YIL127C is a hypothetical 23.8 kda protein with 206 amino acids. Sequence and structural databases predicts that YIL127C interacts with an ATPase. DNA microarray analysis, however, suggests that YIL127C is involved in RNA processing, RNA binding and has a sub cellular location in the nucleus. Keep in mind that a Kyte-Doolittle hydrophobicity plot indicates YIL127C protein had no transmembrane domains. Predator predicts that YIL127C protein was primarily random coils (53.47%)


ExPasy: For YIL127C the hypothetical pI is 9.83 and the MW is 23845.14 da. YIL127C would be found in the region highlighted in figure 5.

Figure 8: 2-D gel for yeast. This highlighted region has a few spots which may or may not correspond to YIL127C.


YIL127C is classified as an unstable protein with an estimated half life of >20 hours. These results seem contradictory since an unstable protein is more likely to have a short half life, than a long half life. Nevertheless, if the half life prediction is correct, then the protein for YIL127C should be present for a significant amount of time during the the life of a yeast.

Yale Geirstein Lab

This database predicts YIL127C will have a subcellular location in: the cytoplasm (64%), nucleus (25%), and the mitochondria (10%). This data is consistent with are hydrophobicity plot which indicated that YIL127C does not have transmembrane domains and is a soluble protein.

Databases yielding no significant results:


ScanProsite: YIL127C had zero hits when screen was applied for domains with a high probability of occurrence

3D-Pssm: E-values were high, indicating a lack of similarity between fold models and YIL127C

Triples: No insertion or NORF is reported for YIL127C.

Yeast Path Calling: No interactions were listed for YIL127C in this older database

Dip: The graph for protein interactions was unavailable

Benno Figure 1: YIL127C was not present in the figure

Y2H: Zero hits for YIL127C

WIT: Zero hits for YIL127C


Many databases did not have any proetomic information for YIL127C and it is difficult to make any predictions concerning the structure and interactions of YIL127C protein other than those that have already been made in my previous web pages (project 2, project 3). The most significant finding is from the Yale Geirstein database which predicted that YIL127C protein would localize in the cytoplasm. Hence, the best place to isolate and quantify YIL127C may be from the cytosal.


The key to uncovering the mystery of YIL127C is to quantify and isolate the protein. In order to accomplish this I would use size exclusion chromatography to isolate fractions of yeast cytosal proteins with MW small than 30 kda. Using a pI column I would separate each protein in preparation for a 2-D gel. I would then look in the predicted region for small spots, isolate each spot and sequence the amino acids. Because YIL127C is predicted to be an unstable protein and is probably not abundant, I would predict it would be a difficult and tedious task to isolate YIL127C protein. However, by analyzing DNA micrroarry experiments in which YIL127C induction is high, it might be possible to isolate yeast that have a higher concentration of YIL127C. This would make identification and quantification slightly easier in a 2-D gel.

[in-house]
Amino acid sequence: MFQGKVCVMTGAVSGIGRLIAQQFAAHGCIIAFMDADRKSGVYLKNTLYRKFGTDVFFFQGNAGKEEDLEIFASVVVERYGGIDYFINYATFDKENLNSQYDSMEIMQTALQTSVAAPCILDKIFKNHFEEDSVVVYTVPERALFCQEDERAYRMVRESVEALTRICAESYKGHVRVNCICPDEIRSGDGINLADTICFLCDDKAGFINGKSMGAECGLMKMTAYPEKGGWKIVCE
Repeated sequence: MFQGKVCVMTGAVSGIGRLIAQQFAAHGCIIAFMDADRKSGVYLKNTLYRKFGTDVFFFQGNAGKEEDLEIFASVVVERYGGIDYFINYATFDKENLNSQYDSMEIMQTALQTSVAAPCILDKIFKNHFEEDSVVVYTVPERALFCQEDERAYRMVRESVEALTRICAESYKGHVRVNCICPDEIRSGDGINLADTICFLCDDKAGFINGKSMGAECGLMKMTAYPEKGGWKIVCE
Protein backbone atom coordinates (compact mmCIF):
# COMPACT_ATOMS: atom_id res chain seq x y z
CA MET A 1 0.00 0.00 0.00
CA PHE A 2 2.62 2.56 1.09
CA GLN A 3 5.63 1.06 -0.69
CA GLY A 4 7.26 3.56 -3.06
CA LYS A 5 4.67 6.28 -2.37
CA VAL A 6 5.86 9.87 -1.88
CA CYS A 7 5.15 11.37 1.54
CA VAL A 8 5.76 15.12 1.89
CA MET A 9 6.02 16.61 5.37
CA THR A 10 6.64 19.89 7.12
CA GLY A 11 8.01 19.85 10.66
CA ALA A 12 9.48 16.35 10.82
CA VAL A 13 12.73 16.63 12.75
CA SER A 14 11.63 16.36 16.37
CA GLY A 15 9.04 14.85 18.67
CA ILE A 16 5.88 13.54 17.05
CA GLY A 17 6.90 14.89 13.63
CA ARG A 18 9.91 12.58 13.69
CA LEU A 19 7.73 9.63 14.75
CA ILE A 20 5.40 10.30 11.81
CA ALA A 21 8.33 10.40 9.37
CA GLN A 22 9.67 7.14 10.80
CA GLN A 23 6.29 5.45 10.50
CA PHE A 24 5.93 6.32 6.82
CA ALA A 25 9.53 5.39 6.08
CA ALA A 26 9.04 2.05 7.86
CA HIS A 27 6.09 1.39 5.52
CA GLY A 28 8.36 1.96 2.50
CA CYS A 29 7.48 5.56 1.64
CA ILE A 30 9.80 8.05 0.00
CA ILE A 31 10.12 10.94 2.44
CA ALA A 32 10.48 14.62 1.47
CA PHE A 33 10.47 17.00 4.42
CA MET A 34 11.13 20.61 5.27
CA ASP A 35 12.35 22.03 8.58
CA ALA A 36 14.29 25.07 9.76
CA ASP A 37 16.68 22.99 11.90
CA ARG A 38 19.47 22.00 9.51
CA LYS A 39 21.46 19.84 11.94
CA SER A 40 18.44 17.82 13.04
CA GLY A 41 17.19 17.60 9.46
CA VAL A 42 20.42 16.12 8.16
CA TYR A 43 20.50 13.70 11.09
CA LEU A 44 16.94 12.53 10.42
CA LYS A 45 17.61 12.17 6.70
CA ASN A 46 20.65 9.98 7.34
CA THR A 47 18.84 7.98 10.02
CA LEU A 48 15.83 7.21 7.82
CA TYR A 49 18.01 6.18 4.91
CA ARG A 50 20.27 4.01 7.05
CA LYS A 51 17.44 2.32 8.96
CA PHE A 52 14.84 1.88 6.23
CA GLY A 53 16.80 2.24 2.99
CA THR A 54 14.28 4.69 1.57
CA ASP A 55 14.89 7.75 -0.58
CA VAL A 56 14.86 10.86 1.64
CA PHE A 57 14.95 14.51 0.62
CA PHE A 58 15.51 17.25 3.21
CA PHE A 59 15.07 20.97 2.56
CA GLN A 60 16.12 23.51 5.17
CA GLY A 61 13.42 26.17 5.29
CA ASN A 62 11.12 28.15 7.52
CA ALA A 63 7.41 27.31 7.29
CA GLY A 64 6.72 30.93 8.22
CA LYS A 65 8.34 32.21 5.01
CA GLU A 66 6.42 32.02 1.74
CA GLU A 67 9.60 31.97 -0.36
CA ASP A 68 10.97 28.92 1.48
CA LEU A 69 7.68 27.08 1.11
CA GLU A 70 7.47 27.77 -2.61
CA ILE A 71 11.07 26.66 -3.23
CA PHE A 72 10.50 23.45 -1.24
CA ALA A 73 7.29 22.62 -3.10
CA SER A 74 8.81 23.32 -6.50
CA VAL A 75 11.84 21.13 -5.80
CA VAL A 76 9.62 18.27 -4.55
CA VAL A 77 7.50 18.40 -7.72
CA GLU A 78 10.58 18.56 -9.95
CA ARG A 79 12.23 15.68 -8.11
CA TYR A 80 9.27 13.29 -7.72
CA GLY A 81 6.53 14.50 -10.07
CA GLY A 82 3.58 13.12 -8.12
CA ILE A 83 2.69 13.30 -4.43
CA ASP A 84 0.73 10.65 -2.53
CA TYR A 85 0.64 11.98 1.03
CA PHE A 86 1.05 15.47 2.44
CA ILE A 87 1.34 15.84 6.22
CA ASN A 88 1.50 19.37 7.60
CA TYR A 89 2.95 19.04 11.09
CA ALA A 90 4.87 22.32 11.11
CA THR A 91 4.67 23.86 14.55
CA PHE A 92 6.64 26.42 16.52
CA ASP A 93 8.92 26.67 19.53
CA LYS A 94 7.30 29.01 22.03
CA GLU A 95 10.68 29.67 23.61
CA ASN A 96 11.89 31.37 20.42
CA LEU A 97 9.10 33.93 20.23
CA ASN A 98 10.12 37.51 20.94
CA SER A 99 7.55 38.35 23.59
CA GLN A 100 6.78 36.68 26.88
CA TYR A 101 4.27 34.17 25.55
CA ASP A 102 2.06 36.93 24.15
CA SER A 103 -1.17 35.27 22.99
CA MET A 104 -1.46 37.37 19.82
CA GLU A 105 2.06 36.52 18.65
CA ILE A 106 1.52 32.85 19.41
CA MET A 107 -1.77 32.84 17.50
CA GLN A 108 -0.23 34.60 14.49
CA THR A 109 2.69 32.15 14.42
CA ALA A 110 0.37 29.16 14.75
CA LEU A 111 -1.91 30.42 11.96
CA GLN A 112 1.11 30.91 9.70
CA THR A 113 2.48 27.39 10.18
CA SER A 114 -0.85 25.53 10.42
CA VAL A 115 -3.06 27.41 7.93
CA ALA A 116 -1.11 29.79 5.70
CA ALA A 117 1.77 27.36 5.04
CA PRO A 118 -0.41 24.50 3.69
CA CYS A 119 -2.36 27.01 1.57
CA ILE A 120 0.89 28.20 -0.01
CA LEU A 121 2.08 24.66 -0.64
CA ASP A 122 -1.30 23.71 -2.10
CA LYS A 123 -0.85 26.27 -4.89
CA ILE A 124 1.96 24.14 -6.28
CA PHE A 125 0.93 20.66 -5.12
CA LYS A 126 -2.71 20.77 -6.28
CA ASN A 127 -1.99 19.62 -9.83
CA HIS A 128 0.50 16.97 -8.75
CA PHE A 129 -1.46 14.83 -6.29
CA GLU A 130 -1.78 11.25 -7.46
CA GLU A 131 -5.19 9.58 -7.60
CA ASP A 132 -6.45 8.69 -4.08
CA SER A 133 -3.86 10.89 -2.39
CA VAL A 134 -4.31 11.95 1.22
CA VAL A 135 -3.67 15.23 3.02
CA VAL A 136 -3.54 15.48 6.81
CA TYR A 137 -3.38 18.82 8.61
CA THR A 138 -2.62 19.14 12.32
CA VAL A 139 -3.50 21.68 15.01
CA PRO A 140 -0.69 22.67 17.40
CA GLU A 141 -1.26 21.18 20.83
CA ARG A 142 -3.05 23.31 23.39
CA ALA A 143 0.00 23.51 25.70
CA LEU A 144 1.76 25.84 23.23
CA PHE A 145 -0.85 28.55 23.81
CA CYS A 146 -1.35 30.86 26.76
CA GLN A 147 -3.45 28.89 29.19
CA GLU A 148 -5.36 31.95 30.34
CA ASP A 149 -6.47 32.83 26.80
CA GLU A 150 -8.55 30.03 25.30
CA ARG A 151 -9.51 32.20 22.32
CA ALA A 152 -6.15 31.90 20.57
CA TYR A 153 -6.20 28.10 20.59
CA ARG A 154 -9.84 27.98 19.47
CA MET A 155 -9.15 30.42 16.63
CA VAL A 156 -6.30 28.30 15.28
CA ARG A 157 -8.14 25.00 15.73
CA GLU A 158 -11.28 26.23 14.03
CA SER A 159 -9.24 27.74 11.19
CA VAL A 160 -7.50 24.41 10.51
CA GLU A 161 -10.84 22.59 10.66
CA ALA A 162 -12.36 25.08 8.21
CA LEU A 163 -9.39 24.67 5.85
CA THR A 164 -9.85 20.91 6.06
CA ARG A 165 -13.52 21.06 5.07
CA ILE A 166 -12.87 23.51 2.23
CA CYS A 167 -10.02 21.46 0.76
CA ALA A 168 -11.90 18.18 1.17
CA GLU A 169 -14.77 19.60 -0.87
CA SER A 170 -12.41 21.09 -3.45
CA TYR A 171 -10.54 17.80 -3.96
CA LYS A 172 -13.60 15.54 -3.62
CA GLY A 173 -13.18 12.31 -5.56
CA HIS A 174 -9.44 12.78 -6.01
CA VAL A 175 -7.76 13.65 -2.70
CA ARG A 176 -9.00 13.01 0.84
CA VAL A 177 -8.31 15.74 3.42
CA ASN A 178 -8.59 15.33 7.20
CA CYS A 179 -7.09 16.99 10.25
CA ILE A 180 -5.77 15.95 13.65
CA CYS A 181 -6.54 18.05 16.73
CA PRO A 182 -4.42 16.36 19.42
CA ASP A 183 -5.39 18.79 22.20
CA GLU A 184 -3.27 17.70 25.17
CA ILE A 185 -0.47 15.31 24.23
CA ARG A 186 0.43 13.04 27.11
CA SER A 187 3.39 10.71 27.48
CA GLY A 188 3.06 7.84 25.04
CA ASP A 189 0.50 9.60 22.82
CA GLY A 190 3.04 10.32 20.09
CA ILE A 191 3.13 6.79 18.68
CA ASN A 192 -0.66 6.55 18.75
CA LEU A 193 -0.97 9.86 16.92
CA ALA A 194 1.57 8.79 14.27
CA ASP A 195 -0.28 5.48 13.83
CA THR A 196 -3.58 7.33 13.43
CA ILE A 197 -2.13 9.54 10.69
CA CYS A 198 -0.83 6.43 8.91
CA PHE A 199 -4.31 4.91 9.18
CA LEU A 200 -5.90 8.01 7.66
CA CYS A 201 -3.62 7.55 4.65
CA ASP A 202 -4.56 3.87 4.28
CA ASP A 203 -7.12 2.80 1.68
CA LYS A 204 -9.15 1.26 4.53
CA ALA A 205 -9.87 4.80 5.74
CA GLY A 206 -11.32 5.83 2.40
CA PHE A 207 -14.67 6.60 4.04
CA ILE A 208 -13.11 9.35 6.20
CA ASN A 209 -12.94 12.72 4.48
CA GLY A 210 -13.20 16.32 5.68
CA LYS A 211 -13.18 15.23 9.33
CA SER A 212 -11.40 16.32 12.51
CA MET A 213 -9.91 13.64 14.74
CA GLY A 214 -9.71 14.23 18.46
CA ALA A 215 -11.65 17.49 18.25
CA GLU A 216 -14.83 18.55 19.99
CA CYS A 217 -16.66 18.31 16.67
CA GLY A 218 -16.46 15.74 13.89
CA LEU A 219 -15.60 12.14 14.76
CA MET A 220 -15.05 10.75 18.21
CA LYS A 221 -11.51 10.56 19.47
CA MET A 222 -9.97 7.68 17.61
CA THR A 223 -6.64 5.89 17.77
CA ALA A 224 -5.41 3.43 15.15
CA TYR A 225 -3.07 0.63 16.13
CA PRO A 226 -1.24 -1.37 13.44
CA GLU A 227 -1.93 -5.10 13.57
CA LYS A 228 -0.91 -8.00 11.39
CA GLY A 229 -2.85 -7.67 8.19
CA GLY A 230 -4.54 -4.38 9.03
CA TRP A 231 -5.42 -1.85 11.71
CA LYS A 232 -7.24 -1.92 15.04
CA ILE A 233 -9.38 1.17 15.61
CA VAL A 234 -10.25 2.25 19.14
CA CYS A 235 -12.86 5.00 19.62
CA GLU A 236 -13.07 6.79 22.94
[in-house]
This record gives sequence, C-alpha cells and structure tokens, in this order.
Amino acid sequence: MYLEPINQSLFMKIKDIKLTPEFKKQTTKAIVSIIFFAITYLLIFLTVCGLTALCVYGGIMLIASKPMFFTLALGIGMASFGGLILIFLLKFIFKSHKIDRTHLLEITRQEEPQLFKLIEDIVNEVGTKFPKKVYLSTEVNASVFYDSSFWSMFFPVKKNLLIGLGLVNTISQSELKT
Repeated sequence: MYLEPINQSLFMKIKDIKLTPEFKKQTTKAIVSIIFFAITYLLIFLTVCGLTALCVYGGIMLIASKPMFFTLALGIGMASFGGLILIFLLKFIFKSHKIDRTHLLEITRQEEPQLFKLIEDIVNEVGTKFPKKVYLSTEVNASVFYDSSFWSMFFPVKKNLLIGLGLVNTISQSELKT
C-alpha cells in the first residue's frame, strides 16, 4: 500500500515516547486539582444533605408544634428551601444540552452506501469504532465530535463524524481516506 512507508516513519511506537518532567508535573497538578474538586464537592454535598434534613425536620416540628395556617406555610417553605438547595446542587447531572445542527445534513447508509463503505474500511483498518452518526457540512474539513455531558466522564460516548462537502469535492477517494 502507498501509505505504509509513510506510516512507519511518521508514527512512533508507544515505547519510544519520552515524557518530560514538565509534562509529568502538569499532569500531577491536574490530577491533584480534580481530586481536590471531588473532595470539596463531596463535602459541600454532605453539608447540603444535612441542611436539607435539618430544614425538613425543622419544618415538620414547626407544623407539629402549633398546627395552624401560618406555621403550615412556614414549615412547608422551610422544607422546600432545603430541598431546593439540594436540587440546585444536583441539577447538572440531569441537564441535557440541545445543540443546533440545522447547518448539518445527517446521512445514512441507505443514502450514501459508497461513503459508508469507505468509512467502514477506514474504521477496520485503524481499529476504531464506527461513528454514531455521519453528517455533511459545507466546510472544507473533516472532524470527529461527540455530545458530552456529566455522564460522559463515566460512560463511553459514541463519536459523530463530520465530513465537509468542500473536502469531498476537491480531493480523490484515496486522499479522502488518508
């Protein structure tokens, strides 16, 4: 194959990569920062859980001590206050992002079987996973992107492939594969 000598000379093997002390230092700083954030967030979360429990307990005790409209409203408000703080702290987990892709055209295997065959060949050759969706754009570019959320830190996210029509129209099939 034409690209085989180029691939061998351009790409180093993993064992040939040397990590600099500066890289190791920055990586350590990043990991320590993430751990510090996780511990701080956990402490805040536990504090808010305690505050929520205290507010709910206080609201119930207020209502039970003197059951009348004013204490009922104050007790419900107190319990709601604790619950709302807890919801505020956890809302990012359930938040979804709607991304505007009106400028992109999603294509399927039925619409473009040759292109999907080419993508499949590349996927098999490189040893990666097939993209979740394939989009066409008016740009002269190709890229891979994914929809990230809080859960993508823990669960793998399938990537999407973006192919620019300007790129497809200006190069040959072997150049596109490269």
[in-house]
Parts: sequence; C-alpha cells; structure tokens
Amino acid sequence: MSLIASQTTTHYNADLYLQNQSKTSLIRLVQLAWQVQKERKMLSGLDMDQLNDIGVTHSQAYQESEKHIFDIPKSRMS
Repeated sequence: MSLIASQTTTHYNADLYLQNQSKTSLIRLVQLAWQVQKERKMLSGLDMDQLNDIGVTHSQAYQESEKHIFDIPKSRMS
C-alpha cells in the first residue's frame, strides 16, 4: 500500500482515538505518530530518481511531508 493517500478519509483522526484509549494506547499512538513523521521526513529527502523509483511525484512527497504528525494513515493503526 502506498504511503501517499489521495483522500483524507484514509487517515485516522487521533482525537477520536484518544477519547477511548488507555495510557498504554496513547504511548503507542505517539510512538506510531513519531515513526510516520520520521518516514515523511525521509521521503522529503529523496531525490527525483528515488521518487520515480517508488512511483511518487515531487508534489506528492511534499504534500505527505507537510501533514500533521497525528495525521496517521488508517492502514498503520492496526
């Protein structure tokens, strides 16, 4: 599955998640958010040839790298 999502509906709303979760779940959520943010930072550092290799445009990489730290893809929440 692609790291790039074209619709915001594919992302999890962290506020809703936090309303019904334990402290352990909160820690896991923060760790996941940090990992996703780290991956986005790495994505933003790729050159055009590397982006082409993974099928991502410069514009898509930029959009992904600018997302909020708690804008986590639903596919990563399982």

Furthermore, once YIL127C protein is isolated, I would use an antigen microarray experiment to test whether or not the protein has any DNA or RNA binding capabilities. The antigen microarray would use genomic representations as antigens to determine whether YIL127C protein bound to DNA and where it bound. Assuming YIL127C bound to DNA, an antigen microarray with oligomers overlapping every 10 bp could be used to isolate the specific sequence YIL127C protein bound to. This technique could also be applied to RNA, although it would be difficult since RNA is unstable and susceptible to degradation. Proteomic and mirrcroarray data suggest that YIL127C protein may bind to mRNA in the cytosol. Thus, I would predicte that YIL127C binds to RNA and may have a post-transciprtional molecular function. The antigen micrroarray experiments should be carefully controlled to prevent generating false positives.

To test for protein interactions, I would utilize the yeast two hybridization method to test whether or not YIL127C protein binds to proteins associated with mRNA processing the cytosol. I would predict that if YIL127C binds to mRNA, then it might bind to proteins associated with mRNA processing. Therefore, another possible function of YIL127C may be to act as an intermediary and help specific proteins bind to mRNA.


1. Campbell, M., Heyer L. Dicovery Genomics Proteomics & Bioinformatics. Cold Spring Harbor Labratory and Benjamin Cummings. San Francisco. 2003.

2. Schwikowski, Benno, Uetz P., Fields S., A network of protein-protein interactions in yeast. Nature Biotechnology. 18: 1257-1261.